On April 12, the Associated Students of Central Oregon Community College voted to accept the resignation of Suci Sonnier, the director of public relations. Sonnier’s resignation from the council became official on April 15.
Sonnier stated that she resigned for scholastic, personal and time management reasons. One deciding factor was the conflicting time demands of being a council member and the leader of Central Oregon Community College’s psychology club.
“Both demand the best,” Sonnier said, “and it’s hard to be the best when you’re being pulled in so many directions.”
Sonnier was also recently elected the president of Oregon State University-Cascade’s psychology club. She said she wanted to avoid a potential conflict of interest.
“There’s the gray area of being an officer of a club and a member of the council,” Sonnier said. “I believe there should be that dichotomy there.”
Sonnier was hired for the public relations coordinator position in March 2013, months after her predecessor, Shara Huskey, resigned from the position on Dec. 31 2012.
Before becoming a voting member of ASCOCC, Sonnier worked as an assistant to the council for 5 months. She said it is unlikely that she will continue working with ASCOCC in any capacity.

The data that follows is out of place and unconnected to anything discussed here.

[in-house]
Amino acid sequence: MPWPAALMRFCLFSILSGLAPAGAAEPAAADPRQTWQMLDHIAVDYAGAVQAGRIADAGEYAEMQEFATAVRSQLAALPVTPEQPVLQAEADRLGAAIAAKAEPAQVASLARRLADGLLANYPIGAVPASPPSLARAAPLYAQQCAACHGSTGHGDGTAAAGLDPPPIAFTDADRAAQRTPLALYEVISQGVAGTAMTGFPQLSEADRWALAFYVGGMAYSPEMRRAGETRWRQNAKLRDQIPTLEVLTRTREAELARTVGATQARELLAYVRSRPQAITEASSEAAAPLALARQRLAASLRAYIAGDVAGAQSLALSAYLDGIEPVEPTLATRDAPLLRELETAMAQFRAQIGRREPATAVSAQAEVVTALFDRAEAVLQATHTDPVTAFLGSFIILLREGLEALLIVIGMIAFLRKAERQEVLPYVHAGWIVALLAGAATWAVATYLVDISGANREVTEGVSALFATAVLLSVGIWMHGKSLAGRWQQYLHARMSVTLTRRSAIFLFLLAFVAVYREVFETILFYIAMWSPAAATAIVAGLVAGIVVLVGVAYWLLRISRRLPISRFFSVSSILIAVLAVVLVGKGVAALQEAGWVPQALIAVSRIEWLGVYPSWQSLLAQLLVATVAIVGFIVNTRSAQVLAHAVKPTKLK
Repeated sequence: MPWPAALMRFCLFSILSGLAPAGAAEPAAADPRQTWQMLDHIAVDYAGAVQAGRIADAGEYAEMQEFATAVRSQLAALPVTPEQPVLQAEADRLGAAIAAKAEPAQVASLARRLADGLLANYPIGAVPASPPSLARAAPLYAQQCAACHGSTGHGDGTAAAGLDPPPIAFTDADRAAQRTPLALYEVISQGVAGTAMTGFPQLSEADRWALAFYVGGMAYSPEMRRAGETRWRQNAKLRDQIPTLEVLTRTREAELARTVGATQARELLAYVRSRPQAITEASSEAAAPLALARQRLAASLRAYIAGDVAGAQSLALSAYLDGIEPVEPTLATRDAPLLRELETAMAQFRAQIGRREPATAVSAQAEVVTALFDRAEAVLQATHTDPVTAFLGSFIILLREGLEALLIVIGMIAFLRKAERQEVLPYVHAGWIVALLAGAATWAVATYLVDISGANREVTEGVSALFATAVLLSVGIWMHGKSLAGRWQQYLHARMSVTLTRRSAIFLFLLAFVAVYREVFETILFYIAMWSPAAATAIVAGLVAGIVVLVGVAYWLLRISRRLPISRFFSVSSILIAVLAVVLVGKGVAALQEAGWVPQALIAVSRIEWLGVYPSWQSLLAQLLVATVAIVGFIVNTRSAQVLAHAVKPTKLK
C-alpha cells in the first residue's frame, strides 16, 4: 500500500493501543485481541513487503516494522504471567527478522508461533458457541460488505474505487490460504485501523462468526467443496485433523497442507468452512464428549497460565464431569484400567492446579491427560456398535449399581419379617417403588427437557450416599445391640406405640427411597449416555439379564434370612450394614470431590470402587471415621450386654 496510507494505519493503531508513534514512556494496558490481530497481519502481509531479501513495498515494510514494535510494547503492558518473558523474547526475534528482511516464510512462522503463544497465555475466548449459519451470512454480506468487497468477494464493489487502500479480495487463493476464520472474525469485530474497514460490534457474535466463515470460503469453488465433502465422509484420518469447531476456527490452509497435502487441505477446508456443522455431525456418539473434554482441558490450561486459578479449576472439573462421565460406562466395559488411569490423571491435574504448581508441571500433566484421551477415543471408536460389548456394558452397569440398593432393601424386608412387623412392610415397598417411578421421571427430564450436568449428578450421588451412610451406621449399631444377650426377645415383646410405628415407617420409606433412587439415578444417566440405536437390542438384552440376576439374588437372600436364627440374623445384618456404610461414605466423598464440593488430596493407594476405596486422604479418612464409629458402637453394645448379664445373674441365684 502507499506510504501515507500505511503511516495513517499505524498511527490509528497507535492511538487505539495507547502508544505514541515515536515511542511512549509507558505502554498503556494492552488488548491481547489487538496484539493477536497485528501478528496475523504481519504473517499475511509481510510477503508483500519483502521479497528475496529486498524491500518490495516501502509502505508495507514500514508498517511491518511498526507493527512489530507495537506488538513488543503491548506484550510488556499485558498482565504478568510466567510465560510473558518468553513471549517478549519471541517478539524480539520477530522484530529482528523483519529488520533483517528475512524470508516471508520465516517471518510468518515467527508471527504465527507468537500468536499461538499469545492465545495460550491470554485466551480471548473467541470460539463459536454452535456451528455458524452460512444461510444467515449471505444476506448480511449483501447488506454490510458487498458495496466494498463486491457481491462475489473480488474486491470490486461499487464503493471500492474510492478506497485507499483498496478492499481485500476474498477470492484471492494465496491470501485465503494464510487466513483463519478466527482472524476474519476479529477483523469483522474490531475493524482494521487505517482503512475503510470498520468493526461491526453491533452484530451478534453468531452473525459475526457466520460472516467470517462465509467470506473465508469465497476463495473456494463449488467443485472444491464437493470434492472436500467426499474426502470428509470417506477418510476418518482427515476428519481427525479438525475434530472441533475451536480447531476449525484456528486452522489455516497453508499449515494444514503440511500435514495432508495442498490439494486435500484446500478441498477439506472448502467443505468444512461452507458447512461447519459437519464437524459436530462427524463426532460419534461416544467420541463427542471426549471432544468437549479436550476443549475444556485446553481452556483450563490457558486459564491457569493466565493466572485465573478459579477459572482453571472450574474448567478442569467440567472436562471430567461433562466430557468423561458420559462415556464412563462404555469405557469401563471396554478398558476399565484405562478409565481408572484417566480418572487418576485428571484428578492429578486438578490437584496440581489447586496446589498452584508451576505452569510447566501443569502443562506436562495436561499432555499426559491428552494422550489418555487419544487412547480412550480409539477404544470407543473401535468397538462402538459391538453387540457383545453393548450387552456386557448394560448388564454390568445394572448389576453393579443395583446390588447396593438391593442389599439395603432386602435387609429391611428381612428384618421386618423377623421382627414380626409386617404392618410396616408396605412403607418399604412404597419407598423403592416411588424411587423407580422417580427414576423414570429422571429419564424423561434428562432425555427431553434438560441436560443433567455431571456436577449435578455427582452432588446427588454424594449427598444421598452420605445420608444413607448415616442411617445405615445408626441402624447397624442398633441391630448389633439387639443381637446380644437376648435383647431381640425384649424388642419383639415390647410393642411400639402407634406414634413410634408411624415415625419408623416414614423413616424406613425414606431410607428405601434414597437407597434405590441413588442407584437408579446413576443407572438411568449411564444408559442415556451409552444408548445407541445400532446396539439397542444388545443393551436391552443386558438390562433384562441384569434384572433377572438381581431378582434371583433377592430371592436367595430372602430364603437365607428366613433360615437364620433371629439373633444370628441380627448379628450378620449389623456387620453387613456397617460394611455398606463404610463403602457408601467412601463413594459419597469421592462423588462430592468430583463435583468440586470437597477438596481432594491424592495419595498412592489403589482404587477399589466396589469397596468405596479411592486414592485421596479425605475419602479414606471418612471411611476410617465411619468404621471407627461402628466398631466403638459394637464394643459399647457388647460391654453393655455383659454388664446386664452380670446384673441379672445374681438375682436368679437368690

It has yet to be confirmed whether or not the remaining five members of the council will hire a new public relations coordinator for the remainder of spring term.
“I’m not sure what they plan to do,” said Taran Underdal, ASCOCC’s advisor.
Students are permitted to serve no more than three scholastic years on the ASCOCC council, according to the constitution. However, the constitution also states that if a student is hired onto the council in the middle of the school year, they still qualify to serve for three additional years.
If the council does reopen the position, Sonnier advises anyone interested in applying to be prepared for the commitment. In addition, applicants should make sure they have the time to do justice to the position, according to Sonnier, and should also have “big personalities” so they can hold their own in group discussions.
“Thick skin is definitely a must in any political arena,” Sonnier said.
Sonnier said it is also important for future council members to “set boundaries” with their time, so their work on the c
ouncil doesn’t come to the detriment of their schoolwork and other obligations.“Mostly you should be organized,” Sonnier said, “and have good time management.”